A smart microwave, like many Wi-Fi based devices, is a device that can be controlled remotely. Usually when connected to a Wi-Fi network or hub which can connect externally.
Smart Microwaves usually have a barcode scanner which allows you to simply scan your meal and chuck it in whilst it uses its online database of information to cook your meal exactly as you need it! Making the microwave cooking experience even lazier.
Want to control your Smart Microwave with your voice? No problem, your Virtual Assistant can control this directly in most cases and if not, a hub should help!
For most of us, a Smart Microwave lets you just reheat food. It was a huge deal back in the day, but now it’s the norm. With a new wave of Smart Kitchen Appliances, Smart Microwaves are extremely versatile, allowing much better cooking options and uses.
Whilst I am yet to see one that plays music in the kitchen, the Wi-Fi connectivity for recipes and voice control should not be looked down on. Some of these newer Smart Microwaves offer the ability to sense the moisture of a specific product meaning you can stop it from drying out straight from your Smart Phone.
Common Features of a Smart Microwave
This is simply due to old technology, Microwaves often leak small amounts of Microwave radiation. This leakage usually interferes with WiFi signals on a 2.4GHz frequency.
Whilst most Smart Microwaves are on a 2.4GHz frequency, you can set this up on a 5GHz frequency if you so wish. However, you shouldn’t have any issues with this impacting Wi-Fi or Bluetooth.
By technicality, yes, all Smart Home technology unless it’s locked behind asecure network can be hacked. If your WiFi connection is public or using an insecure password, you’re 100% open to have someone turning your Microwave on and off.
Smart Home Security is a big deal, but it doesn’t mean it’s perfect. Don’t let the media scare you into thinking your Smart Home is going to show you walking around naked to the world. Just be smart and you won’t have any issues!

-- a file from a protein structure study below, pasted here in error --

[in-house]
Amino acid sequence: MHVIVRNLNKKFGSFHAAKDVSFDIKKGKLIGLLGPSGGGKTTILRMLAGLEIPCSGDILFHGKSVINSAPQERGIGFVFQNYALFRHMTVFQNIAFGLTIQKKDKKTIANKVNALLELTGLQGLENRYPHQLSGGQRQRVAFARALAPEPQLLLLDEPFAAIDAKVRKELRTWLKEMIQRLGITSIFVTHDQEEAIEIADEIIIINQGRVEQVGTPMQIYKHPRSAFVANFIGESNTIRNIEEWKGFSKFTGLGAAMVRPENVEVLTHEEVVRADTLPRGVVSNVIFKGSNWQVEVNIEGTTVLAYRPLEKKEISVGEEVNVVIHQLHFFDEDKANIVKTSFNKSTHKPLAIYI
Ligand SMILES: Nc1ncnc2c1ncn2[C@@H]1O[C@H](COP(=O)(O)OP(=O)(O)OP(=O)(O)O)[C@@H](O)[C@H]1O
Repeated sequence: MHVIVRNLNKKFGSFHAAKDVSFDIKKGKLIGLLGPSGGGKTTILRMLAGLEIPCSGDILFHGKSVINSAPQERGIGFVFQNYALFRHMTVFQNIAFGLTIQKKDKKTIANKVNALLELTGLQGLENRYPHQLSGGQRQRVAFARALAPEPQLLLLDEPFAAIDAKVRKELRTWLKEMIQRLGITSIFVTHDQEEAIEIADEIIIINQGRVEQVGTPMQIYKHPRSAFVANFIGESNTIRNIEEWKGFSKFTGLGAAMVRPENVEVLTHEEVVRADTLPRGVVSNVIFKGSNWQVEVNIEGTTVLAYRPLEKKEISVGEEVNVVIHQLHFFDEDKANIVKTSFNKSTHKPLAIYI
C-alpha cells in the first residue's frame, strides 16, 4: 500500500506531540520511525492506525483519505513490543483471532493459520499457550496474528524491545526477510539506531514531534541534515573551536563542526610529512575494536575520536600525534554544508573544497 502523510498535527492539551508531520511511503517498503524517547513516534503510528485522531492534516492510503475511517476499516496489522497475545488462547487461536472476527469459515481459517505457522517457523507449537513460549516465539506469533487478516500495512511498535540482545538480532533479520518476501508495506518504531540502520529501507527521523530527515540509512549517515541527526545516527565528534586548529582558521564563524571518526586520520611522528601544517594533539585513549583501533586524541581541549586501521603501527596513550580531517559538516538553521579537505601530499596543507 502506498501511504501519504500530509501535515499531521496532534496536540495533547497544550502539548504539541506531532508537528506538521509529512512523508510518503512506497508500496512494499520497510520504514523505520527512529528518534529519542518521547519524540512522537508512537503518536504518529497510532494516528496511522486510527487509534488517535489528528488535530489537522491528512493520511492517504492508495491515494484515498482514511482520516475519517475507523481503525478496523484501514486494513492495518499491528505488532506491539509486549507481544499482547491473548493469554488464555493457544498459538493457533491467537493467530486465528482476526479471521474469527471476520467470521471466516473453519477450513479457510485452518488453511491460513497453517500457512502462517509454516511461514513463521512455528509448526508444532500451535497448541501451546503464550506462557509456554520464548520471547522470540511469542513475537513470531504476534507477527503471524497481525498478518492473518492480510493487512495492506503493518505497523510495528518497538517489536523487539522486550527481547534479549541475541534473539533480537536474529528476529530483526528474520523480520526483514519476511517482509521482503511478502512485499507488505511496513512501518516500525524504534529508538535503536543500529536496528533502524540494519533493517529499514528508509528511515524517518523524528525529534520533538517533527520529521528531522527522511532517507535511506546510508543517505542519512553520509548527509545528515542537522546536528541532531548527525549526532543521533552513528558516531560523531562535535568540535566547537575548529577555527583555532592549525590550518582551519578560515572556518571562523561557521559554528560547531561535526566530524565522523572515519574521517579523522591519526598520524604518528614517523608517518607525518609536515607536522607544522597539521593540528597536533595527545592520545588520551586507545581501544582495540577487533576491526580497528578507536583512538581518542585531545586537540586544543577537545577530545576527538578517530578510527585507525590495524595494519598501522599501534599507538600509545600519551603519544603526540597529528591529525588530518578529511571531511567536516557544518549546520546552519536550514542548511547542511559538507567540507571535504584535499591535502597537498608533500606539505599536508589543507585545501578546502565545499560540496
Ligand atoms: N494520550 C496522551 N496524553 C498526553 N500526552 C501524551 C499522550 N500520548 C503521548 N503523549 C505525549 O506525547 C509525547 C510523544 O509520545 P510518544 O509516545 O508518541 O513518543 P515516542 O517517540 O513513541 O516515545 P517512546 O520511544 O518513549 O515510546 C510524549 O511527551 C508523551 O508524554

Follow good security practices for your home network and make sure that your devices are constantly kept up to date to avoid any potential backdoors or exploits.
You’re looking at a Microwave costing anywhere from $150 onwards to $1500, which may seem expensive for a simple microwave that connects to the internet. However, as this is pretty new technology on the market, the price is bound to be inflated.
You should bare in mind that a standard Microwave can start at a cost of $50 / £35. Most Smart Microwaves do come with other features like Air Frying and toasting, so there are perks to having this new technology so early on.
You could in theory look to make your own Smart Microwave with an arduino etc, but personally, I feel like the cost of those components and the time it takes to put together onto an already made Microwave may not work out as cost efficient.
Try having a look at the E 0.9 Cu. Ft. It might be just what you need, however, I have not tested this myself.
Upon research, that GE appliances brand seems pretty popular for this new technology, so definitely do check it out. However, I will be holding off until the market has stabalised a bit more.
It’s worth noting that a normal ‘dumb’ Microwave typically isn’t worth repairing, as such, you would be creating more waste for the planet. So if that is something you’re concious of, then a Smart Microwave is going to be right up your street.
The newer Smart alternative gives you multiple options to cook, low energy waste (If any at all) and in the long run will probably last longer.
If you can hold your excitement, wait and look into other devices, otherwise check out the GE appliances as they may fit your needs!
If you can wait, don’t rush out to get one. It really isn’t that useful as of yet to spend a stupid amount of money on. Look into Smart Ovens or Smart Fridges which provide a lot more usage.
If you want to make something with various of extra features, just grab yourself a small tablet with a voice assistant and mount it near your microwave to show you how to bring up recipes etc.
Got any feedback or questions? Let me know in the comments!